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Editorial A general election remains the only progressive way out of May's Brexit crisis

THE People’s Brexit summit’s emphasis on the need to fight for a general election now is spot on.

Speaker after speaker at this week’s important launch challenged the narrative being pushed by Theresa May, by Brussels and by advocates of staying in the EU, that the deal on offer — which maintains all the restrictions on an independent economic policy that we face within the EU — is the best exit deal that could ever be achieved.

For supporters of the so-called People’s Vote, presenting a rotten deal as the best we are ever likely to get strengthens the case for claiming the decision taken by the electorate in 2016 must be revisited.

But what evidence is there that this deal is the best that can be negotiated? All they can point to is the fact that the EU says so. Most trade unionists receiving an ultimatum like that from management would take it with a pinch of salt.

As Unison activist Paula Barker points out, an agreement cobbled together between a privatising, neoliberal government in London and a privatising, neoliberal institution in Brussels unsurprisingly offers nothing of value to the left.

The answer is to send a new negotiating team to Brussels — one which will fight for the interests of the working class. This is Labour Party policy already — the party’s conference this autumn voted to fight for a general election if May did not return with an acceptable deal. It is also the policy backed by the Trades Union Congress in September.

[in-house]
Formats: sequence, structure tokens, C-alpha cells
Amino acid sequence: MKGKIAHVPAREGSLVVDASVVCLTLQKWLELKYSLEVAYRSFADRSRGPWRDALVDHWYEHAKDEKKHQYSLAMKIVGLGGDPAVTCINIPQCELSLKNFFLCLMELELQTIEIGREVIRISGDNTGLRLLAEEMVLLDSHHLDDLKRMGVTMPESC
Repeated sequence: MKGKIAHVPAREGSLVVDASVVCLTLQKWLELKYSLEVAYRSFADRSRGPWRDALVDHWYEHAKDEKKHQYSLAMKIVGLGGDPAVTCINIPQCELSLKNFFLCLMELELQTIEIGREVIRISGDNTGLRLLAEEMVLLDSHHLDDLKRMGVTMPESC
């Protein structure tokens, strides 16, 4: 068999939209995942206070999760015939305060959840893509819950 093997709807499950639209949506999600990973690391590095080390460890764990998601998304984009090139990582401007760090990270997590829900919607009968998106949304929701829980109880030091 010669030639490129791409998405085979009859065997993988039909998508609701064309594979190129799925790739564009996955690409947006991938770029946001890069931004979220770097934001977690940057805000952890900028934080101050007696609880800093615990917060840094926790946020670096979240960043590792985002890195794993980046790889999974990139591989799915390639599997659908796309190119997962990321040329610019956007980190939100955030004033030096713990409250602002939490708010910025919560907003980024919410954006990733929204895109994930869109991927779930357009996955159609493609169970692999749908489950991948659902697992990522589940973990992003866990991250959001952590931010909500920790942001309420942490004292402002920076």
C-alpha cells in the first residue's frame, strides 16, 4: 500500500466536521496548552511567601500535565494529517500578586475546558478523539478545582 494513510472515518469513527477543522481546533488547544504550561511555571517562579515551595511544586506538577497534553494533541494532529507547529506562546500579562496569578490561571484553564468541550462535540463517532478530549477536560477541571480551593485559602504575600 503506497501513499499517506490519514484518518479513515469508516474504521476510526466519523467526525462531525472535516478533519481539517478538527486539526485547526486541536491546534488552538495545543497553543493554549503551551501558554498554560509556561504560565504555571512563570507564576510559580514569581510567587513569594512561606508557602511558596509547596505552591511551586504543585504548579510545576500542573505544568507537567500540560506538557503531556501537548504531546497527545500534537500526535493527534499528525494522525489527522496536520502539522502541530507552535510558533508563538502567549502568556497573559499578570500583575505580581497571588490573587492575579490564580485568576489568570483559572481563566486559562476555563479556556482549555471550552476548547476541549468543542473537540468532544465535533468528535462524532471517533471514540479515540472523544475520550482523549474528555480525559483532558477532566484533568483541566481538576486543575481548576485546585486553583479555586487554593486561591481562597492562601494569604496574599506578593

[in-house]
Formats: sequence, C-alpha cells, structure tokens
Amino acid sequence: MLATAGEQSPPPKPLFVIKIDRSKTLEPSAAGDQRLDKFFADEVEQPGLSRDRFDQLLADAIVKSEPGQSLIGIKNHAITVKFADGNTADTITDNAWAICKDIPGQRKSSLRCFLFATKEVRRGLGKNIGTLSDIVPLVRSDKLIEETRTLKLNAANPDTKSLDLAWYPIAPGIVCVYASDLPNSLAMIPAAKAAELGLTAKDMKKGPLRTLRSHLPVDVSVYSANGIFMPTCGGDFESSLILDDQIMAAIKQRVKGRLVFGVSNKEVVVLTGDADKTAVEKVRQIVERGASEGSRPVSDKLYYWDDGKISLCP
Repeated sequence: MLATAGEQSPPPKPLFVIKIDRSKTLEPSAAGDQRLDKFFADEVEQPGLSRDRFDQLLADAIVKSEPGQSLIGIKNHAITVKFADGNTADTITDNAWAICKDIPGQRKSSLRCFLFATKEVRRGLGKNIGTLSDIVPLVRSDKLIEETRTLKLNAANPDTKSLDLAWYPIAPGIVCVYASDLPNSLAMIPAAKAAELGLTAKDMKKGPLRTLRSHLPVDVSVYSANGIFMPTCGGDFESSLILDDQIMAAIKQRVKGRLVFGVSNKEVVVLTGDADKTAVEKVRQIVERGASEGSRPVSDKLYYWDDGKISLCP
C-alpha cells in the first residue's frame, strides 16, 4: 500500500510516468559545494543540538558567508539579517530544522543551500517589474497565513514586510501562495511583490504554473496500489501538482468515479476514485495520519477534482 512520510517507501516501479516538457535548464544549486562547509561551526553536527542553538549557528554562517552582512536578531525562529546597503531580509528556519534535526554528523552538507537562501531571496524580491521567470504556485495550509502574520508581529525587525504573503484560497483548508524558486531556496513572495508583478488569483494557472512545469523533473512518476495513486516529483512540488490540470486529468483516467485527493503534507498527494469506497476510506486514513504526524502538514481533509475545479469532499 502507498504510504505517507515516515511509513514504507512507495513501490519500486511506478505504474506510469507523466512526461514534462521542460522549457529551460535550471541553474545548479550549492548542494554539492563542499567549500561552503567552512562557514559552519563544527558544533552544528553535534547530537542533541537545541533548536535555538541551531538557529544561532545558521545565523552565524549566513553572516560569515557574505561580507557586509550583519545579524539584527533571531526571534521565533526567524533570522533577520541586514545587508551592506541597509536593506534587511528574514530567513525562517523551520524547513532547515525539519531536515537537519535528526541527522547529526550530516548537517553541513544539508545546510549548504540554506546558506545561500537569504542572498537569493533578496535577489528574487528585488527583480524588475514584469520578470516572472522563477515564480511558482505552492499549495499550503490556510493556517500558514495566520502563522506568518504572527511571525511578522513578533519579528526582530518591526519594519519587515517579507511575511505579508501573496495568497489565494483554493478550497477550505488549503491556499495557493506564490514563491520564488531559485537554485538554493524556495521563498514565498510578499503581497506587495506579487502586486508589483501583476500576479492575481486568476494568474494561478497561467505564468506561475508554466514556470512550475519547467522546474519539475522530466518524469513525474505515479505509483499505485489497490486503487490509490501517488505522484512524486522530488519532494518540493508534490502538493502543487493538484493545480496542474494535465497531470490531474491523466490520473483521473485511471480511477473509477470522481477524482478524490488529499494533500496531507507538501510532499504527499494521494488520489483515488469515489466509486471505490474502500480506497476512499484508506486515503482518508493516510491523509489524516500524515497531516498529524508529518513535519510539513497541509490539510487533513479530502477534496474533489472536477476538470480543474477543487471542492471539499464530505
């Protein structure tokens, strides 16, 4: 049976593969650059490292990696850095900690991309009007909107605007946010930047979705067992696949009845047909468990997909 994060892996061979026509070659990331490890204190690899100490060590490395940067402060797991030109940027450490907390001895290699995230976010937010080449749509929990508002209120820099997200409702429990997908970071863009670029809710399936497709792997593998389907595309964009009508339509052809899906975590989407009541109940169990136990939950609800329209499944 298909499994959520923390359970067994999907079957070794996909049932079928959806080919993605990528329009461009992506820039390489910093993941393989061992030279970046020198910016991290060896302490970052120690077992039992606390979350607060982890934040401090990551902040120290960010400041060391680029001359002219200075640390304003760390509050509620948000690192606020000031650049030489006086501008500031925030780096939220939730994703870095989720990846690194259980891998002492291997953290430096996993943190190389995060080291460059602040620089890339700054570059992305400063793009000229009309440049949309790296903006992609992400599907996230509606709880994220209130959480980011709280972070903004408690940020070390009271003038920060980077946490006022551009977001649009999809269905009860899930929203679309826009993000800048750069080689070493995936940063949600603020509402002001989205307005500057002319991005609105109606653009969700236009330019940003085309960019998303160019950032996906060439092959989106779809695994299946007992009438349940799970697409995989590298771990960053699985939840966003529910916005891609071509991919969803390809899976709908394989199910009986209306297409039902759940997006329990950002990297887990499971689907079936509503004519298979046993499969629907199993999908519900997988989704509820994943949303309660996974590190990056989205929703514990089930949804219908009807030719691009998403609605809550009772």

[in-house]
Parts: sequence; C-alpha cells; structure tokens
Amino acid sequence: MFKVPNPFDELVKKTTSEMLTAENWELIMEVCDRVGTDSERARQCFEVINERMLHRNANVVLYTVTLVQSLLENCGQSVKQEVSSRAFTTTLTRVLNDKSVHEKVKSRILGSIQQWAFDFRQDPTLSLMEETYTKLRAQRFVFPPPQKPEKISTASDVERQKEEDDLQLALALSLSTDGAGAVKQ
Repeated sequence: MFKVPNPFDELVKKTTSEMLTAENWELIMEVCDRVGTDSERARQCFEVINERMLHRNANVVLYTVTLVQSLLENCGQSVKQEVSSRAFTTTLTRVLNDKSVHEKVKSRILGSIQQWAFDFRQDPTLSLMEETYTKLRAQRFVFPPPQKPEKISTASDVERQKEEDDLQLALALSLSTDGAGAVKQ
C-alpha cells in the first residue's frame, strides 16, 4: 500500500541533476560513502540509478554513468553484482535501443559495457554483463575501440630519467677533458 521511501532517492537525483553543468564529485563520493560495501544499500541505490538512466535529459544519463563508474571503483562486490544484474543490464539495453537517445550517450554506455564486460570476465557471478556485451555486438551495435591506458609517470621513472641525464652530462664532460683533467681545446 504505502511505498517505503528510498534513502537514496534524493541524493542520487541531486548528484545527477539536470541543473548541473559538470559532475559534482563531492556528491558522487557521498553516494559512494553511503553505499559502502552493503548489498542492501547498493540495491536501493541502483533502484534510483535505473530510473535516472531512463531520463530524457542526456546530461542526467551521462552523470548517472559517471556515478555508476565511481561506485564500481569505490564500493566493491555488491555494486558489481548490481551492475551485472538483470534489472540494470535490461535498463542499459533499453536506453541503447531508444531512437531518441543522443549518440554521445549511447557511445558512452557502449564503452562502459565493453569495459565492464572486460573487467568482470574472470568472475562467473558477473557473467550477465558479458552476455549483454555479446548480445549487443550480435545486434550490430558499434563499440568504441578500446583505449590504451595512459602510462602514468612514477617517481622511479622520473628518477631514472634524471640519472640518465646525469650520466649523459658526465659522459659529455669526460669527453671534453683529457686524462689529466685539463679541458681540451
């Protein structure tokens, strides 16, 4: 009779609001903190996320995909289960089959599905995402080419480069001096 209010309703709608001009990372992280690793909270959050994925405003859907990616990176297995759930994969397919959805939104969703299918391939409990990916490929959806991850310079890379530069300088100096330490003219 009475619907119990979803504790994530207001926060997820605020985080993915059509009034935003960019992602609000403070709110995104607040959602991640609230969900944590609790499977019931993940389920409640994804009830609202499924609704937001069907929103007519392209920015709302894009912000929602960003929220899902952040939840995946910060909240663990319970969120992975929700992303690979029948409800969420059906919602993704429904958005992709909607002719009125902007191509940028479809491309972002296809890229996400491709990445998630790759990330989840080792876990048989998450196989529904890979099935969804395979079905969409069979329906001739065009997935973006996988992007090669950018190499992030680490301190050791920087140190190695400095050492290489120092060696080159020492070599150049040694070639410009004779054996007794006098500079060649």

Remain supporters have this week written to Jeremy Corbyn accusing him of breaching party policy by refusing to call for a second referendum, on the grounds that Labour, like the TUC, agreed to keep all options on the table if a general election was out of reach.

The accusation can easily be thrown back at them, since very few of those supportive of a second referendum have put the demand for a general election front and centre in line with policy. If raised they say the Conservatives are unlikely to grant one so the question is moot. 

This attitude shows a complete lack of faith in our movement’s ability to fight and win change: if socialists restricted themselves to demands that the ruling class is comfortable with, we would have no NHS, no pensions, no holiday pay and no weekends. And this defeatism beggars belief when the Tory Party is in obvious crisis and does not even have a parliamentary majority.

If we want a better deal, we must fight for an election campaign to return a government with a mandate to negotiate it.

In Parliament John McDonnell has toyed with alternatives, the idea of a Labour minority government taking over, for example. But given the uncritically pro-EU stances of the Lib Dems, Greens and nationalist parties, as well as a sizeable phalanx of Labour MPs, such a government would struggle to pass the kind of deal required: one which, as economist Grace Blakeley declares, allows a socialist government to intervene across the economy and control the predations of capital.

It could even be the trigger for a “national government” to save the ruling class from the consequences of the Leave vote and the threat of a Corbyn administration at the same time, since it is easy to imagine the Labour leader’s enemies in his own party agreeing to ditch the leadership as a condition of going into coalition.

The obstacles to securing a general election and then winning it are real, but the opportunity to reshape our whole economy outside the corporate framework of the EU, one which comes at an extraordinary juncture when Labour is led by a team willing to implement such a radical restructuring, is real too. And it’s an opportunity the labour movement cannot afford to miss.


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